Murkowski Welcomes EPA Decision to Study Bristol Bay Watershed
WASHINGTON, D.C. – U.S. Sen. Lisa Murkowski, R-Alaska, today commended Environmental Protection Agency officials on their decision to assess the potential impacts of mining and other development projects on the Bristol Bay watershed.
“The EPA’s decision to withhold judgment on the potential environmental impact of projects, like the Pebble Mine, until all the scientific information has been collected and analyzed is a prudent decision,” Murkowski said.
Opponents of the Pebble Mine last year petitioned the EPA to preemptively block the development. EPA Administrator Lisa Jackson called Murkowski today to tell her the agency was instead commissioning further study of the region.
Murkowski, the ranking member of the Senate Energy and Natural Resources Committee and the Interior Appropriations Subcommittee, said the agency’s pronouncement is in keeping with President Obama’s pledge to base his administration’s decisions on the best available science.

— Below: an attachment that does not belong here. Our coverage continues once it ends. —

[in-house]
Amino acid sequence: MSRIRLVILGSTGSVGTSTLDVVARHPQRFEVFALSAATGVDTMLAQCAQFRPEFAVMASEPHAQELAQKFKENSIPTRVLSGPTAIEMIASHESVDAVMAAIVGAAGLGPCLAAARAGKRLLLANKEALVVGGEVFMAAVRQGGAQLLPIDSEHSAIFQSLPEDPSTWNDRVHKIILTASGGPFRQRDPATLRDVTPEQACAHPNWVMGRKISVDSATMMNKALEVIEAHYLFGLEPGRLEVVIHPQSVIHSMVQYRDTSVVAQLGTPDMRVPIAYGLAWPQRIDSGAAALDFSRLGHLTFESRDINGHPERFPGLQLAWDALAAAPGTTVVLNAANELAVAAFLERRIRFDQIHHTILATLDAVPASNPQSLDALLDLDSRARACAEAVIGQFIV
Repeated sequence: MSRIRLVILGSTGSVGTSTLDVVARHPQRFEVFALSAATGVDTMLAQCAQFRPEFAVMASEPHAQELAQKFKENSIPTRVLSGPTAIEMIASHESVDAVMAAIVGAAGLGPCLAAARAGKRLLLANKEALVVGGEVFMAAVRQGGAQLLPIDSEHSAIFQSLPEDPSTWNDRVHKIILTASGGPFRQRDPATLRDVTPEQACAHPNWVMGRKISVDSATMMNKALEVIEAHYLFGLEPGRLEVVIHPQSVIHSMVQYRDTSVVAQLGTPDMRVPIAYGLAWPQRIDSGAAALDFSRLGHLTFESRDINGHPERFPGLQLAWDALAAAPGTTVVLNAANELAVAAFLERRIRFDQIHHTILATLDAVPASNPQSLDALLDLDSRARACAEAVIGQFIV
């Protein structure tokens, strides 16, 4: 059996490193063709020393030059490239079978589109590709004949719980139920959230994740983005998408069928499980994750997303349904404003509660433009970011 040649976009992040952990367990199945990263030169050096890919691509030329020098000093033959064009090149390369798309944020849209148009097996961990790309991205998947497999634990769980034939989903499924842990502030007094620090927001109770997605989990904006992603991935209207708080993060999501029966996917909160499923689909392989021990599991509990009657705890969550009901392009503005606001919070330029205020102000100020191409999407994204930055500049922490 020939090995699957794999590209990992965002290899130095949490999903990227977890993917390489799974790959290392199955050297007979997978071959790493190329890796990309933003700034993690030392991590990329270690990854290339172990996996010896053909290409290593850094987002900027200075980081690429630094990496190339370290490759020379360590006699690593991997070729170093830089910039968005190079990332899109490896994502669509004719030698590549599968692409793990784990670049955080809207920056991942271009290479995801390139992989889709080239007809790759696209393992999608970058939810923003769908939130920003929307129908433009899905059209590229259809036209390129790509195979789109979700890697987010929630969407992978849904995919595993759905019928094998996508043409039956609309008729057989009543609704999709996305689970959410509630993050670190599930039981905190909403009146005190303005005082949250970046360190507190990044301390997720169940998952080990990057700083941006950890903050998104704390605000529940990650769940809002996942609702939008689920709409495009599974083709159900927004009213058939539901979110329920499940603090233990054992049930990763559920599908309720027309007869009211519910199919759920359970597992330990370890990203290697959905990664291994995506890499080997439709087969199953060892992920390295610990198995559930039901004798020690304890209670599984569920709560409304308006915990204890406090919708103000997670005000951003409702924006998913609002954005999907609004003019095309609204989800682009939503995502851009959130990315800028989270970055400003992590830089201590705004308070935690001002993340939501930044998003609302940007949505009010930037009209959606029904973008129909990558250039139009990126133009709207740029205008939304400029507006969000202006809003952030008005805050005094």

“I am committed to letting the science decide whether mining is right for the Bristol Bay region, but any attempt to prejudge a project before the environmental work is finished would be a troubling signal, as well as a clear violation of the environmental review process,” Murkowski said.
Pebble, located in Southwest Alaska to the north of Lake Iliamna, is one of the largest prospects for copper, gold, molybdenum and silver in the world. The companies working on the mine proposal have invested more than $100 million in research, studies and field work in preparation to begin applying for the necessary environmental permits in 2011 or 2012.
Bristol Bay is also home to the world’s biggest salmon fishery, and it is because of the fishery’s importance to the state’s economy and the traditional subsistence activities of local residents that Murkowski has reserved judgment on whether mining should occur until the environmental assessment is completed.
“I remain staunchly committed to protecting the health of the Bristol Bay watershed, but fishing and subsistence alone are not enough to ensure the survival of our communities,” Murkowski said. “I will not trade fish for minerals, but I believe that companies willing to invest in our region deserve to be given a fair shake to present their proposals.”
Murkowski told Jackson that she hopes this decision will start the process of improving communication between Alaska officials and the EPA on a host of issues, including Shell’s air permit for its Beaufort Sea exploration plan, Healy coal, ConocoPhillips’ CD-5 oil field and marine air pollution issues.